SCIENTISTS have used 19th century plant samples to uncover the cause of the Great Famine in Ireland.
The newly discovered pathogen is believed to have triggered the potato blight that spread through Ireland from 1845.
In the following decade, as people around the country discovered that their staple food had been turned into an inedible mush, one million people died from starvation and disease while two million were forced into exile.
More than 150 years later, the Irish population remains at three-quarters of pre-famine levels.
It had long been known that the fungus-like infection Phytophthora infestans was behind an Gorta Mór.
But only by consulting potato plant leaves as old as 170-years could a team of molecular biologists from Europe and the US, led by The Sainsbury Laboratory in Norwich, discover the real cause.
Using high-tech methods of DNA sequencing, they were able to pinpoint the exact structure of the pathogen’s DNA.
The scientists concluded that the strain, called HERB-1, is different to the culprits of contemporary blights and is now extinct.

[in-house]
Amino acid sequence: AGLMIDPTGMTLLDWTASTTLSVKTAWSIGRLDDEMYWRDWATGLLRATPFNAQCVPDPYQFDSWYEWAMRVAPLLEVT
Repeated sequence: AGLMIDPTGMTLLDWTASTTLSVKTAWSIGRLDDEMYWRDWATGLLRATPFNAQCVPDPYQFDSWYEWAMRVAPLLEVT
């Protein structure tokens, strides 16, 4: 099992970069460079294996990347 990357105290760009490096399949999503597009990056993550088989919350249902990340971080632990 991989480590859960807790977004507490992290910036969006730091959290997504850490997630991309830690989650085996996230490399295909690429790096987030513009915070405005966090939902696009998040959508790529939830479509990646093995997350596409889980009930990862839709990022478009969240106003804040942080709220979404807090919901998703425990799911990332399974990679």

Samples used in the study, published in the open-access scientific journal eLife, came from Ireland, Britain, Europe and North America and had been preserved in London’s Kew Gardens as well as the Botanical State Collection in Munich.
The scientists now believe that their research can open new avenues of research into the evolution of pathogens and how human activity impacts the spread of disease.
“What is for certain is that these findings will greatly help us to understand the dynamics of emerging pathogens,” said Kentaro Yoshida from The Sainsbury Laboratory.
“This type of work paves the way for the discovery of many more treasures of knowledge hidden in herbaria.”